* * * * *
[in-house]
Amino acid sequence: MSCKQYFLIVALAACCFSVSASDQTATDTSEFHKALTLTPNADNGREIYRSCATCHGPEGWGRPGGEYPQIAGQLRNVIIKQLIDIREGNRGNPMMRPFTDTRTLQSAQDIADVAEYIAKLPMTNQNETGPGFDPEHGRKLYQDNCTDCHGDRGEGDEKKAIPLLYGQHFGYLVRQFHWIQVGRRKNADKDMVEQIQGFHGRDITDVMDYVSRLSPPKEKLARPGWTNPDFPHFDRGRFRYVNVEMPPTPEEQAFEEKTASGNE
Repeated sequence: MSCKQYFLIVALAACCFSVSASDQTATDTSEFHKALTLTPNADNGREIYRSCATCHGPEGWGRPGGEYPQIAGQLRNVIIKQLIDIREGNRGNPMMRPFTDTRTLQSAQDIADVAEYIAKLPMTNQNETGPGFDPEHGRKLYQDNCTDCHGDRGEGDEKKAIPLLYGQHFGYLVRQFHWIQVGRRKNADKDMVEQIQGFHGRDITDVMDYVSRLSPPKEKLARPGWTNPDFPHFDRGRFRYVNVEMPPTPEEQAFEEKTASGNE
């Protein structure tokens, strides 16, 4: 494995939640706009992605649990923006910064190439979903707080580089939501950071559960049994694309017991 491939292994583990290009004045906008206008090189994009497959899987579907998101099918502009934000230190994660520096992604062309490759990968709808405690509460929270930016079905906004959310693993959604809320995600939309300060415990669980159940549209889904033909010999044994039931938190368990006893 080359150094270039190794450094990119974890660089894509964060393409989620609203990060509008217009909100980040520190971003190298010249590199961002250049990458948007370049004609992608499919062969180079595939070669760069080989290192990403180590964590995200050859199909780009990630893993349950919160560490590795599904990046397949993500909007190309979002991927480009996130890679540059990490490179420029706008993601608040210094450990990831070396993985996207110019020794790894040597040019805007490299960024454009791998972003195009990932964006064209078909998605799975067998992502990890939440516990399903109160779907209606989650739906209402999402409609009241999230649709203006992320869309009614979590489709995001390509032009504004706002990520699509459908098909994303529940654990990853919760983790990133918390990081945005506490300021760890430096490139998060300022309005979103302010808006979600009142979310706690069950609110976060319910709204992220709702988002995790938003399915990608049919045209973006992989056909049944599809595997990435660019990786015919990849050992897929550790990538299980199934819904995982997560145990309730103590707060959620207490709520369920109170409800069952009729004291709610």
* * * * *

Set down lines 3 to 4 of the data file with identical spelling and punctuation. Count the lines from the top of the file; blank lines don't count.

Repeated sequence: MSCKQYFLIVALAACCFSVSASDQTATDTSEFHKALTLTPNADNGREIYRSCATCHGPEGWGRPGGEYPQIAGQLRNVIIKQLIDIREGNRGNPMMRPFTDTRTLQSAQDIADVAEYIAKLPMTNQNETGPGFDPEHGRKLYQDNCTDCHGDRGEGDEKKAIPLLYGQHFGYLVRQFHWIQVGRRKNADKDMVEQIQGFHGRDITDVMDYVSRLSPPKEKLARPGWTNPDFPHFDRGRFRYVNVEMPPTPEEQAFEEKTASGNE
């Protein structure tokens, strides 16, 4: 494995939640706009992605649990923006910064190439979903707080580089939501950071559960049994694309017991 491939292994583990290009004045906008206008090189994009497959899987579907998101099918502009934000230190994660520096992604062309490759990968709808405690509460929270930016079905906004959310693993959604809320995600939309300060415990669980159940549209889904033909010999044994039931938190368990006893 080359150094270039190794450094990119974890660089894509964060393409989620609203990060509008217009909100980040520190971003190298010249590199961002250049990458948007370049004609992608499919062969180079595939070669760069080989290192990403180590964590995200050859199909780009990630893993349950919160560490590795599904990046397949993500909007190309979002991927480009996130890679540059990490490179420029706008993601608040210094450990990831070396993985996207110019020794790894040597040019805007490299960024454009791998972003195009990932964006064209078909998605799975067998992502990890939440516990399903109160779907209606989650739906209402999402409609009241999230649709203006992320869309009614979590489709995001390509032009504004706002990520699509459908098909994303529940654990990853919760983790990133918390990081945005506490300021760890430096490139998060300022309005979103302010808006979600009142979310706690069950609110976060319910709204992220709702988002995790938003399915990608049919045209973006992989056909049944599809595997990435660019990786015919990849050992897929550790990538299980199934819904995982997560145990309730103590707060959620207490709520369920109170409800069952009729004291709610």